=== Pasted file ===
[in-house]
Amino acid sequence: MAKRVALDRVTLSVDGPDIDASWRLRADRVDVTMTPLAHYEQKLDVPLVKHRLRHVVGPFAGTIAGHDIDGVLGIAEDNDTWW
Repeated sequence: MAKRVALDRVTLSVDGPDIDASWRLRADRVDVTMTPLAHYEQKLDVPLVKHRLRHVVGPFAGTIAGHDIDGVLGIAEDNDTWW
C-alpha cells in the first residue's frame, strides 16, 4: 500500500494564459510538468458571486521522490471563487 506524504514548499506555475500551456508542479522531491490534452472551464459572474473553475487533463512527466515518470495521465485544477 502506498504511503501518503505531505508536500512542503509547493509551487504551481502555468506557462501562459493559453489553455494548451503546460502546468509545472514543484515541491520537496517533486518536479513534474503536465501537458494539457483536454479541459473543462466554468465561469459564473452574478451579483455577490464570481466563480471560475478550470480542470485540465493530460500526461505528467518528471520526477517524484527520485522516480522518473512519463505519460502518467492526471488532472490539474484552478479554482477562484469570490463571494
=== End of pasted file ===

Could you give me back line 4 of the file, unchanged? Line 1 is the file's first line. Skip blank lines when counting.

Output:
C-alpha cells in the first residue's frame, strides 16, 4: 500500500494564459510538468458571486521522490471563487 506524504514548499506555475500551456508542479522531491490534452472551464459572474473553475487533463512527466515518470495521465485544477 502506498504511503501518503505531505508536500512542503509547493509551487504551481502555468506557462501562459493559453489553455494548451503546460502546468509545472514543484515541491520537496517533486518536479513534474503536465501537458494539457483536454479541459473543462466554468465561469459564473452574478451579483455577490464570481466563480471560475478550470480542470485540465493530460500526461505528467518528471520526477517524484527520485522516480522518473512519463505519460502518467492526471488532472490539474484552478479554482477562484469570490463571494